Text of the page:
Web developer can pretty much mean anything these days so I find it best to ask yourself what it is you really want to do. I’ve been in shops where web developer meant just HTML/CSS while in others the dev does it all, from comps to HTML to database interaction. In my friend’s case it meant creating a dynamic database-driven website from nothing more than a designer’s comps and the napkin the business leaders scribbled on in between rounds of golf. Which was good because that’s how I define it.

Stage 1 - Learn HTML/CSS

You’ve gotta learn the basic currency of the web before you can get fancy pants on it so getting a solid understanding of good, standards-based semantic HTML and CSS (vs. table tag soup) is key. Regardless of which whiz-bang rocket framework you use in the end it all comes down to pushing HTML so you need to know how to craft good basic pages.

I also suggest forgetting about Dreamweaver, FrontPage or any other HTML editor, for now. In fact I’d suggest using just a really solid text editor like TextPad, InType or E. My current favorite is InType because it doesn’t require the cygwin install like E yet it has better syntax highlighting and snippet expansion than TextPad. When learning HTML you want to be as close to the metal as possible.

There are a ton of great books and websites out there teaching this stuff. Two of my favorites are “Bulletproof Web Design” and “Web Standards Solutions”, both by Dan Cederholm, who presents web design (as in the HTML, not Photoshop comp work) in a real-world, useful manner. Good stuff.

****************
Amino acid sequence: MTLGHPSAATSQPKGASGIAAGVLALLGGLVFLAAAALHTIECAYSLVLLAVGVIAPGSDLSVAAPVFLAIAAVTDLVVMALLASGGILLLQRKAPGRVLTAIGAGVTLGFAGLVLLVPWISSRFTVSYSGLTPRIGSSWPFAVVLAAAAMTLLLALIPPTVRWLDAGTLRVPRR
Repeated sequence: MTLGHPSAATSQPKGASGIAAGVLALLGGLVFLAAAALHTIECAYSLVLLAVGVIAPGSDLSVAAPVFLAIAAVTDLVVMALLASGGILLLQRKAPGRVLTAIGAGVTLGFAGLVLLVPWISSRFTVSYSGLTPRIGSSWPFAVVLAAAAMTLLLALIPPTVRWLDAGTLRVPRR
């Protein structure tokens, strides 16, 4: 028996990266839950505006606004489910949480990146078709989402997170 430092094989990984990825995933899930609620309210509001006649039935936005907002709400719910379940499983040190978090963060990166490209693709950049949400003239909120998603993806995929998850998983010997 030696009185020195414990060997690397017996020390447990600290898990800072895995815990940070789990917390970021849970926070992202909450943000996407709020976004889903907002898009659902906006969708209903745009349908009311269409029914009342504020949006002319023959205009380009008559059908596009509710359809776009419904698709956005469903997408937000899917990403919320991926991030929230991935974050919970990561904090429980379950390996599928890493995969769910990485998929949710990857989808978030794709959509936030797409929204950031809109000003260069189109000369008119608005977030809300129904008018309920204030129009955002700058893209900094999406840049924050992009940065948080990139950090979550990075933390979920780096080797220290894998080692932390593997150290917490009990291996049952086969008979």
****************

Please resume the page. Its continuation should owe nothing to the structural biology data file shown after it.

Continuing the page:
Stage 2 - Learn JavaScript

I’m still iffy on this one since you could argue that JavaScript could come later but I feel it’s best to at least get a rudimentary understanding of JavaScript to learn the basics like client-side validation, confirmation boxes and how to use one of the various JavaScript libraries out there like Prototype, jQuery, ExtJS. Most server-side frameworks try to color the basic way you use JavaScript which I feel can dilute a person’s understanding of just what client-side coding is all about.

Stage 3 - Pick Your Poison (Server-Side Framework)

Ahh, the golden ring, the big prize, what it’s all about, at least for me, the server-side framework that makes all the magic happen when it comes to dynamic page generation. This was probably the hardest thing to guide him on because I’ve worked with most of the major frameworks and they all have pros and cons. The big three to me are ASP.NET, Rails and PHP. They all have great support, vibrant communities and very active development. There is also Java, but I was badly scarred when I learned Java’s AWT and Swing frameworks so I’m going to completely ignore it since even thinking about it again makes me whimper :)